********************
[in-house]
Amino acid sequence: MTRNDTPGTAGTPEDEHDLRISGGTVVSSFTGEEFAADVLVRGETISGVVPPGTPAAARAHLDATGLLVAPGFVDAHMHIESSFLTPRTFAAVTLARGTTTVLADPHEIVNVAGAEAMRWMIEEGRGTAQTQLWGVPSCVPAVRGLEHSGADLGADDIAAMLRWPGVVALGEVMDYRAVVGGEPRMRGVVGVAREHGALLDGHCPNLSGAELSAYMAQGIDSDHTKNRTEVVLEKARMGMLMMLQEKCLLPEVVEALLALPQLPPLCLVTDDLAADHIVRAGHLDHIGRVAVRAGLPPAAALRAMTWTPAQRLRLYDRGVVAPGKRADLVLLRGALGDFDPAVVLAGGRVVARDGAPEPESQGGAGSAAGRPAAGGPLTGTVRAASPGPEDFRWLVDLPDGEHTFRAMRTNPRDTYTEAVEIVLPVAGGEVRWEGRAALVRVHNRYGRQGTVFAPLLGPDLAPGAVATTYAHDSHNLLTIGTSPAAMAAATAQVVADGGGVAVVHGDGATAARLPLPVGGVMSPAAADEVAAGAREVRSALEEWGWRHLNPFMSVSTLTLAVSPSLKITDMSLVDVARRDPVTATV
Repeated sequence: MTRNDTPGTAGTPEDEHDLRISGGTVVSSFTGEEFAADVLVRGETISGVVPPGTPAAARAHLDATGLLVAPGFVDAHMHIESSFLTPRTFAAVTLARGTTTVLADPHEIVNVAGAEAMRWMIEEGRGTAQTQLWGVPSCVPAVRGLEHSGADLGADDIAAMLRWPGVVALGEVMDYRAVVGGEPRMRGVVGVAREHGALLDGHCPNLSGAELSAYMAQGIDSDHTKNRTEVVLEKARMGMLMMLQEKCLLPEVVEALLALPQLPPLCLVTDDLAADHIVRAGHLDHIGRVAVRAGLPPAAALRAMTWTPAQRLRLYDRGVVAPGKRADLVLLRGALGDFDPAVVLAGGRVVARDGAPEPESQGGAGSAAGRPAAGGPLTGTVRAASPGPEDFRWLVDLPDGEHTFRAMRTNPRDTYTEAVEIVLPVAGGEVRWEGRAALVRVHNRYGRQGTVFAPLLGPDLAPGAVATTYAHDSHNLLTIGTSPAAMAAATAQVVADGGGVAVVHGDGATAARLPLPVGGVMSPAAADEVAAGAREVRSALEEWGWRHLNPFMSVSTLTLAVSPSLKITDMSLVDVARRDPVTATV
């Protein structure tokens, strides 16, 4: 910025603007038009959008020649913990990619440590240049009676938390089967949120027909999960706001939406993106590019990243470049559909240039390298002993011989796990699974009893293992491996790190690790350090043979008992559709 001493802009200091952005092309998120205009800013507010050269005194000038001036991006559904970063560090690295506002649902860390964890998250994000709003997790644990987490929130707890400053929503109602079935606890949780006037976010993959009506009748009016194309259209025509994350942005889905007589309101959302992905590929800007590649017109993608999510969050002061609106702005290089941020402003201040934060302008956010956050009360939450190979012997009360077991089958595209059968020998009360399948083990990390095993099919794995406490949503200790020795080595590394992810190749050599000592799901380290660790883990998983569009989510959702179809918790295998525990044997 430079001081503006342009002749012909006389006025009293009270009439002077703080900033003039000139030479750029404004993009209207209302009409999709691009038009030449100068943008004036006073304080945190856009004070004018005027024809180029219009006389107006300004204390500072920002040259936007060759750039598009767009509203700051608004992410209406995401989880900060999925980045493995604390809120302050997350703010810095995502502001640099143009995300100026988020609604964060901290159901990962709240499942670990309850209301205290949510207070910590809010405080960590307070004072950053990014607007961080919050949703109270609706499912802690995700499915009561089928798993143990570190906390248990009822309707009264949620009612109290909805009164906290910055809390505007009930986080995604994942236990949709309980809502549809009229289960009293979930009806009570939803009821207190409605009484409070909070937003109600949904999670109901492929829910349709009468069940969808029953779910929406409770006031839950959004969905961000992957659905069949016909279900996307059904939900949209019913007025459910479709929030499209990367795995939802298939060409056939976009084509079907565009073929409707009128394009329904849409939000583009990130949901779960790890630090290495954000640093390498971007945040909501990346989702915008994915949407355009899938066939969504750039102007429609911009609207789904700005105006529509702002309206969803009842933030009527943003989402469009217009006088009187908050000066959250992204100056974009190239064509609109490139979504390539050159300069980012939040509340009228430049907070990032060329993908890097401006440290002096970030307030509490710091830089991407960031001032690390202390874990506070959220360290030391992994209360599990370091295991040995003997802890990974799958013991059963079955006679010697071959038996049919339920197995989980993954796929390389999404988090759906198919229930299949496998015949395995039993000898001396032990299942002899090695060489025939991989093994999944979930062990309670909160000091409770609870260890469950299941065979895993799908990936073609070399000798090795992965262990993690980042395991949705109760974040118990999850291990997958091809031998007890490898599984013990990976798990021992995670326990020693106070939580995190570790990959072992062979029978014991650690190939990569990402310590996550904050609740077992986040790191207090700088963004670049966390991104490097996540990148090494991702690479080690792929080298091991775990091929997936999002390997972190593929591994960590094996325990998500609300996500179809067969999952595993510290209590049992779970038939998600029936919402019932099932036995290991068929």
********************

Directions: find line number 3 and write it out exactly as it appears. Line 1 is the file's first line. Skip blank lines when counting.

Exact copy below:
Repeated sequence: MTRNDTPGTAGTPEDEHDLRISGGTVVSSFTGEEFAADVLVRGETISGVVPPGTPAAARAHLDATGLLVAPGFVDAHMHIESSFLTPRTFAAVTLARGTTTVLADPHEIVNVAGAEAMRWMIEEGRGTAQTQLWGVPSCVPAVRGLEHSGADLGADDIAAMLRWPGVVALGEVMDYRAVVGGEPRMRGVVGVAREHGALLDGHCPNLSGAELSAYMAQGIDSDHTKNRTEVVLEKARMGMLMMLQEKCLLPEVVEALLALPQLPPLCLVTDDLAADHIVRAGHLDHIGRVAVRAGLPPAAALRAMTWTPAQRLRLYDRGVVAPGKRADLVLLRGALGDFDPAVVLAGGRVVARDGAPEPESQGGAGSAAGRPAAGGPLTGTVRAASPGPEDFRWLVDLPDGEHTFRAMRTNPRDTYTEAVEIVLPVAGGEVRWEGRAALVRVHNRYGRQGTVFAPLLGPDLAPGAVATTYAHDSHNLLTIGTSPAAMAAATAQVVADGGGVAVVHGDGATAARLPLPVGGVMSPAAADEVAAGAREVRSALEEWGWRHLNPFMSVSTLTLAVSPSLKITDMSLVDVARRDPVTATV